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Hockeytown ready to welcome Frozen Four

by Michael Caples / Detroit Red Wings
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DETROIT – The NCAA officially opened the doors to the Frozen Four at frozen Ford Field Monday.

Christopher Ilitch and Bill Ford Jr., co-chairmen of this year’s Frozen Four, stood in front of the nearly completed ice surface and fielded questions from the media.

“This is awesome,” said Ilitch, president and CEO of Ilitch Holdings, Inc. “I mean, this is Hockeytown right? To have championship collegiate hockey, it gets no better than this.”

Detroit Mayor Dave Bing and Central Collegiate Hockey Association commissioner Tom Anastos, who played a key role in bringing the event to Detroit, stood beside Ilitch and Ford as they discussed how their idea came to fruition.

Anastos, who was born in Dearborn, Mich., and played four years at Michigan State University, began the process of bringing the sport to a stage like Ford Field over five years ago.

“There were a lot of different thoughts that went into it,” Anastos said. “Ultimately timing was kind of a key dynamic. We put a group together to explore what the possibilities were, the idea of maybe trying something a little bit out of the box – or maybe way out of the box.”

The NCAA approved the idea, paving the way for attendance records to be broken. The Frozen Four attendance record is 19,432, set in the 2007 national championship game in St. Louis, when Michigan State defeated Boston College.

The Frozen Four committee is expecting to demolish that record this week, when RIT, Wisonsin, Miami (Ohio), and Boston College descend upon downtown Detroit.

Ilitch said that the loyal fan bases of each team will be swarming into Detroit, and that nobody should forget about how passionate Michiganders are about the sport.

“I know we have a lot of folks coming in from Boston, it sounds like the whole town of Rochester is here to root on their Tigers, and I know there are a lot of folks coming in from Miami of Ohio and of course Wisconsin has a big following,” he said. “I think it’s going to be a great impact because there are so many folks traveling in. Then of course just the interest in our local market, being a hockey tradition hotbed, they’re going to be coming down for sure to fill this place. It’s going to be sold out, it’s going to be a lot of fun, great atmosphere downtown this week.”
If the games are sold out, an even bigger record could be broken. The current world record attendance for an indoor hockey game is 28,183, which was set in 1996 when the Tampa Bay Lightning and Philadelphia Flyers squared off at Tropicana Field in St. Petersburg, Fla.
The Frozen Four coincides with an exciting sports week in Detroit, with the Red Wings playing their regular-season home finale on Wednesday, and the Detroit Tigers opening their home schedule on Friday at Comerica Park.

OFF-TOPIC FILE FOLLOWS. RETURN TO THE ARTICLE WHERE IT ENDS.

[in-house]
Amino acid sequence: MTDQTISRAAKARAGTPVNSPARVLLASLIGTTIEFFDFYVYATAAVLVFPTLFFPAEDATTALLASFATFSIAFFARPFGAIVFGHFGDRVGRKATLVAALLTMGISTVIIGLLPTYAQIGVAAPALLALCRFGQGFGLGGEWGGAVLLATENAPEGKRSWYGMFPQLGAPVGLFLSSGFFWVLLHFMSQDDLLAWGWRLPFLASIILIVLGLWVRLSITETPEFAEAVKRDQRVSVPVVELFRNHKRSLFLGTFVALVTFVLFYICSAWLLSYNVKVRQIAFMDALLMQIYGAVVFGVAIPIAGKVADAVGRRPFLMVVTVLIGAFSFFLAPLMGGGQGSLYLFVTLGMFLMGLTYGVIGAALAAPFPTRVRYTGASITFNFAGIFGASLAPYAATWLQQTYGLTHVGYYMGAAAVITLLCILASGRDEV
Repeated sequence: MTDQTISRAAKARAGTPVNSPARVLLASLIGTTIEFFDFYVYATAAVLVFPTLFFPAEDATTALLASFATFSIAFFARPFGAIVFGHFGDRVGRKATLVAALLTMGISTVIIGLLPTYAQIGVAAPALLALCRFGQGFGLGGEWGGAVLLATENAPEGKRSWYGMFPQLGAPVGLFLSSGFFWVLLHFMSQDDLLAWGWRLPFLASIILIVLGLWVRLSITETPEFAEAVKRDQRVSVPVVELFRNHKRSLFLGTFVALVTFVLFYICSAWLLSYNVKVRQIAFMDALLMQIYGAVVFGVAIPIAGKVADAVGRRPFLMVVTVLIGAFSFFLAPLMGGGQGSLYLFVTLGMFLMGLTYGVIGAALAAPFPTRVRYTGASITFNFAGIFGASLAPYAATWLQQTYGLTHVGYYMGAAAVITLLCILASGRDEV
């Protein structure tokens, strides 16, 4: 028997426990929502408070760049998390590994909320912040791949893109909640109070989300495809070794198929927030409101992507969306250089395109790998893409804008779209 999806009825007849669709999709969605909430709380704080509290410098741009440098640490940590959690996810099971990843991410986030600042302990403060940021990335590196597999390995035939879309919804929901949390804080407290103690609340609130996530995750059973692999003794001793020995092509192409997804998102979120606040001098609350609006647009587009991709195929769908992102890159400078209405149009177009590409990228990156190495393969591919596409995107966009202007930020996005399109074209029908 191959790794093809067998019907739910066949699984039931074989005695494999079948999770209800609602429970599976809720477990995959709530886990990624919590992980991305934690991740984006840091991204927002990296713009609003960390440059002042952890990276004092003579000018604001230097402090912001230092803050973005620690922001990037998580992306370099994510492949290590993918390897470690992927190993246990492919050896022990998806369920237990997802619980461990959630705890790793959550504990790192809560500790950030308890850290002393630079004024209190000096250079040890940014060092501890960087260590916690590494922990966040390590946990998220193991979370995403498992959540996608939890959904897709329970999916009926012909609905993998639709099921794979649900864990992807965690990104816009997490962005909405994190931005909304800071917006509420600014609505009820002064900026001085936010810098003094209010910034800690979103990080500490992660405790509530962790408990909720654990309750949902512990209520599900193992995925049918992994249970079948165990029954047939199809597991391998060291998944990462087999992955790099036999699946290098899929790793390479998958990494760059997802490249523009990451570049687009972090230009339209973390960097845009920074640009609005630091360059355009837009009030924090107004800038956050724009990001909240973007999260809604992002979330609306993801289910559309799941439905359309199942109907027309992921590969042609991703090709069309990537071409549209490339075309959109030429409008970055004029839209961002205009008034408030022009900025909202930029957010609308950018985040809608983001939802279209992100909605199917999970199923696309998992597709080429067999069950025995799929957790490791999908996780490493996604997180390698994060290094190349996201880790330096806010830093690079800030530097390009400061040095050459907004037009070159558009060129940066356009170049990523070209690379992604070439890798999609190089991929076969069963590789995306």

“I think the city will show itself well,” said Ford, executive chairman of the board of directors of Ford Motor Company. “One of the things I said earlier is that we know from the Super Bowl and from the Final Four – when fans come here they don’t know what to expect. They’re not sure, if they’ve heard all the best things about Detroit, in fact they haven’t. But we also know that when they leave here, they felt great about the city, and we aim to do that again.”

Bing voiced similar sentiments about the city. When the puck officially drops on Thursday, Ford Field will be the first sports venue to ever host the NCAA’s basketball Final Four and the Frozen Four in back-to-back years.

“I think it lets the world know that Detroit can do this,” Bing said. “It is a place where people can come, have a good time, experience a great athletic event. We’ve had quite a few of them here, I think people who have participated, people who have visited here have had a good time, and we want to make sure that happens again this time.”

Ilitch hopes that everyone has fun, including the players. When asked what he hopes the student-athletes take from an event like this, he joked that it was all one big recruiting push for the Wings, and then said they have earned the right to have fun.

“I’m hoping that they all feel like they want to play on the Detroit Red Wings sometime soon,” Ilitch said. “No … it’s a lifetime experience for them. I hope it’s all they want it to be, and I just hope that they have a blast while they’re in town, and that they make the most of it.”

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